At night I had taken to wearing a T-shirt that hadn't been washed yet. It still held the smells of Mama's skin and Estee Lauder Youth Dew. I didn't know how to make the scent last. One day long after it was gone, I would wish for one more breath of mother-smell, and it would exist only in my memory.
Lucy and her mother carried the clothes off to a storage place, and gave me the key. The pawnshop would take care of the monthly fee. Mrs. Reyes said, and I could leave everything there indefinitely.
"You could work whenever you wanted," Lucy pressed.
I shook my head in answer to Lucy's mention of the part-time job. I was pretty certain they didn't need any help at the pawnshop, and they had made the offer out of sympathy. And although I appreciated their kindness more than they would ever know, it's a fact that friends last longer the less you use them.
"Tell your parents thank you," I said, "but I'll probably need something full-time. I haven't figured out what to do yet."
"I've always said you should go to beauty school. You would be such a great hairstylist. I can see you with your own shop someday." Lucy knew me too well—the idea of working in a salon, all aspects of it, appealed to me more than any other kind of job. But...
"It would take about nine months to a year, full-time, to get my license," I said regretfully. "And there's no way I could afford the tuition."
"You could borrow—"
"No." I pulled on a black sleeveless acrylic top and tucked it into the top of my skirt. "I can't start by borrowing, Luce, or I'll just keep going on that way. If I don't have the means for it, I'll have to wait until I've saved enough."
"You may never save enough." She regarded me with patent exasperation. "Girlfriend, if you're waiting for a fairy godmother to show up with a dress and a ride, you're not going to make it to the party."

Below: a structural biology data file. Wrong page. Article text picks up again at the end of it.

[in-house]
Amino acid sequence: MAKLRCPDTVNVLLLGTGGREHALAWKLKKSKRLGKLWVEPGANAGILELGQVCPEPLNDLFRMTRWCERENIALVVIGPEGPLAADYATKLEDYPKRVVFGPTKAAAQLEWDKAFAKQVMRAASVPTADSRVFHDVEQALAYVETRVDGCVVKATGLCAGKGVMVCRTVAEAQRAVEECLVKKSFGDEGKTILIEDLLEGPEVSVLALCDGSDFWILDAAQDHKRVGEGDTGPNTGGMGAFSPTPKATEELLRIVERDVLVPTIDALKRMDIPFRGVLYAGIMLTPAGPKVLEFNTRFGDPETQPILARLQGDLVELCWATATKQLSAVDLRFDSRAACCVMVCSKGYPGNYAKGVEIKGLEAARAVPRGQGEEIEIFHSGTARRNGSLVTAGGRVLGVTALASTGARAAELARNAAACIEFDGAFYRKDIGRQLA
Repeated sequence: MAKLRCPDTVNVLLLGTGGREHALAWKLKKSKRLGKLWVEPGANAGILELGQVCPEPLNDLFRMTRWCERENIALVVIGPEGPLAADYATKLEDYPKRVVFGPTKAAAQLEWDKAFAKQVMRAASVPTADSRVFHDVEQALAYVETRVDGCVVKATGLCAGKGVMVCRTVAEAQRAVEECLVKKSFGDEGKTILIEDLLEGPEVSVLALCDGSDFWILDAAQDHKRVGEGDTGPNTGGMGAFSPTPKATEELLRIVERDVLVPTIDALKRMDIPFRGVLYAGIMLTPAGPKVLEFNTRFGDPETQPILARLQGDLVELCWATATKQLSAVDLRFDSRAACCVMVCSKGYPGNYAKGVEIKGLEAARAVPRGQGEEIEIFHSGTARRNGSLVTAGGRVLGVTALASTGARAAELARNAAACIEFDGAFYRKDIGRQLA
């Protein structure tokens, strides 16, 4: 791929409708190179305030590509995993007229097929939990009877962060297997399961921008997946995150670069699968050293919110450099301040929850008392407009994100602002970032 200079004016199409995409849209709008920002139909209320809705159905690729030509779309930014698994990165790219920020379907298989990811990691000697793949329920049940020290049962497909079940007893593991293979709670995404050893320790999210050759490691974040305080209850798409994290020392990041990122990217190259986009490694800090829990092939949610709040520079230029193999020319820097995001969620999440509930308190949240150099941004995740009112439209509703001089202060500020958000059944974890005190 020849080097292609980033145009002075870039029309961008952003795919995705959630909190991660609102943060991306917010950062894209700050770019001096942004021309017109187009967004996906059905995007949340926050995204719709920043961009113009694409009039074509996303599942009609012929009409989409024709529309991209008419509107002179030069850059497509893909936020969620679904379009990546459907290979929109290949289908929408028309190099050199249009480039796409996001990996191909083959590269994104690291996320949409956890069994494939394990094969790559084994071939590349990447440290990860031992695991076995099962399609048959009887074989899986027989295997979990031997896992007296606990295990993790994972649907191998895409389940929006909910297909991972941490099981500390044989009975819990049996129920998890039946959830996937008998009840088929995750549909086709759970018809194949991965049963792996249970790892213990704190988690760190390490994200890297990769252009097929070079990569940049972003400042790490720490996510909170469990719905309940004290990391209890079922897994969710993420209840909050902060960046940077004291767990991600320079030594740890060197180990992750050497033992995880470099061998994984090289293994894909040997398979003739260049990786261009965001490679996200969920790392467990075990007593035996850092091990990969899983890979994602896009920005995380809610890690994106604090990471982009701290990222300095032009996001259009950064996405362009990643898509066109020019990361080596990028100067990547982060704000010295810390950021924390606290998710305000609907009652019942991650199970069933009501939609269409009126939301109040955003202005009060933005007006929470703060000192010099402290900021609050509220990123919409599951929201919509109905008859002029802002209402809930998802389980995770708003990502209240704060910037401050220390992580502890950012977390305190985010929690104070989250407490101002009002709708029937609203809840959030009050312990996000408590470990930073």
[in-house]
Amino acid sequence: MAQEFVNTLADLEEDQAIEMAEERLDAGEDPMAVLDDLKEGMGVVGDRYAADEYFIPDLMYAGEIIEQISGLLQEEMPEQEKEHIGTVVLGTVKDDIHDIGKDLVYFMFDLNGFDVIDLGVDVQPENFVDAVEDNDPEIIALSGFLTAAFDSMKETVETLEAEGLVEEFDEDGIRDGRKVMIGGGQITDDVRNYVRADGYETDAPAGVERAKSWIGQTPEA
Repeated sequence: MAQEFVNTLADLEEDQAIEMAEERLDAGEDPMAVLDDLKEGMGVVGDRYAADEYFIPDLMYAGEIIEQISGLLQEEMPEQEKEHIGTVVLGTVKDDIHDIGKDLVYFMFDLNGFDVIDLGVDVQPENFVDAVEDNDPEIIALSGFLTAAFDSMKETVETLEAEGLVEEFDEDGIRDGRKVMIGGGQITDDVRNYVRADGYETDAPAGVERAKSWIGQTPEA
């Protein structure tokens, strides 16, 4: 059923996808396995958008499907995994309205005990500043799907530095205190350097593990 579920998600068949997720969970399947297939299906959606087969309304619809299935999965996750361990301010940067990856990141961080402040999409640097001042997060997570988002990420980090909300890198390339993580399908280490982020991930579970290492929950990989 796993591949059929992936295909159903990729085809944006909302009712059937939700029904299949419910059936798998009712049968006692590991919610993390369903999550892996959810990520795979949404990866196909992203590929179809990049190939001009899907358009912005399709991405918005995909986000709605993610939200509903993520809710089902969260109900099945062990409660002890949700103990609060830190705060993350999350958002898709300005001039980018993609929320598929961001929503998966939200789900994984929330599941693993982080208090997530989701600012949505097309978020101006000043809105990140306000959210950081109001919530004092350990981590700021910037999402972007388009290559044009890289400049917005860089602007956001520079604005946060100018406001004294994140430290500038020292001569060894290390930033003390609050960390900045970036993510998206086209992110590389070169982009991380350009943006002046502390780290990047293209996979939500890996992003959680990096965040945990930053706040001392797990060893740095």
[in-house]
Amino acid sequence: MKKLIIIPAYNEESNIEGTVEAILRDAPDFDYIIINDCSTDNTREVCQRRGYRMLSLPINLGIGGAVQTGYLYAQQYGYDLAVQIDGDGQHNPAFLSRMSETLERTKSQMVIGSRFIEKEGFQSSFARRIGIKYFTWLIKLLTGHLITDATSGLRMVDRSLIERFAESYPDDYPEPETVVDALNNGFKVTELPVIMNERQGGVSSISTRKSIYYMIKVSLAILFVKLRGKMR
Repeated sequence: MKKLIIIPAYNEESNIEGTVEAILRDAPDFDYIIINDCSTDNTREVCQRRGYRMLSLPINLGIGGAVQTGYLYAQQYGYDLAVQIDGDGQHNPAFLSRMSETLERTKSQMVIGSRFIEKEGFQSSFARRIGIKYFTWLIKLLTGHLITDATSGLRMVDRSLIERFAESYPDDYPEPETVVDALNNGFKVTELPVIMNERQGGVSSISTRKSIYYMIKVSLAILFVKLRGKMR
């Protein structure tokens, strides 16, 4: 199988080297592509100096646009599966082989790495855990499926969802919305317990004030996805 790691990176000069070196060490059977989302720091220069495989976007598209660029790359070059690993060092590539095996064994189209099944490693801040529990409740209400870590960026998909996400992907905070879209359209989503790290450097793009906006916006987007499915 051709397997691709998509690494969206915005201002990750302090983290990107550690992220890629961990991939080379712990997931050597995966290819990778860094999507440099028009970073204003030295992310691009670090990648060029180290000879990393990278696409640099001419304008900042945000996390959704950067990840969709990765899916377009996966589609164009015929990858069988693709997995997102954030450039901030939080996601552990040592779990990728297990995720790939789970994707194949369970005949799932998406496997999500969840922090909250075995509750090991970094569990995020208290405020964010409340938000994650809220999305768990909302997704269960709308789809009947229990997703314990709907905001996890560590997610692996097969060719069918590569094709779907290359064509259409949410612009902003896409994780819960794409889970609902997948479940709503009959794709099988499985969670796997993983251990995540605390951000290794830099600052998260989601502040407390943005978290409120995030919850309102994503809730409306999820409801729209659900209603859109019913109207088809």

I picked up a brush from my dresser and began to fix my hair in a low ponytail. "I'm not waiting for anyone. I can do it by myself."
"All I'm saying is, take help where you can get it. You don't have to do everything the hard way."
"I know that." Swallowing back the irritation, I managed to haul the corners of my mouth up into a smile. Lucy was a concerned friend, and knowing that made her bossiness a little easier to take. "And I'm not as stubborn as you make it sound—I let Mr. Ferguson upgrade the casket, didn't I?"
The day before the funeral, Mr. Ferguson had called and said he had a deal for me if I was interested. Seeming to choose his words carefully, he told me that the casket manufacturer had just put its art models on sale, and the Monet casket had been discounted. Since the starting price had been sixty-five hundred, I said I doubted I could afford it even on sale.
"They're nearly giving them away," Mr. Ferguson had pressed. "In fact, the Monet is
now the exact same price as the pine coffin you purchased. I can switch them out for you at no extra expense."
I had almost been too stunned to speak. "Are you sure?"
Suspecting that Mr. Ferguson's generosity might have had something to do with the fact that he had taken Miss Marva out to dinner a couple of nights before. I went to ask her exactly what had happened on their date.
"Liberty Jones," she had said indignantly, "are you suggesting I slept with that man to get you a discounted coffin?"
Abashed, I replied that I'd meant no disrespect, and of course I didn't think such a thing.
Still indignant. Miss Marva had informed me that if she had slept with Arthur Ferguson. there was no doubt he would have given me the dadgum coffin for free.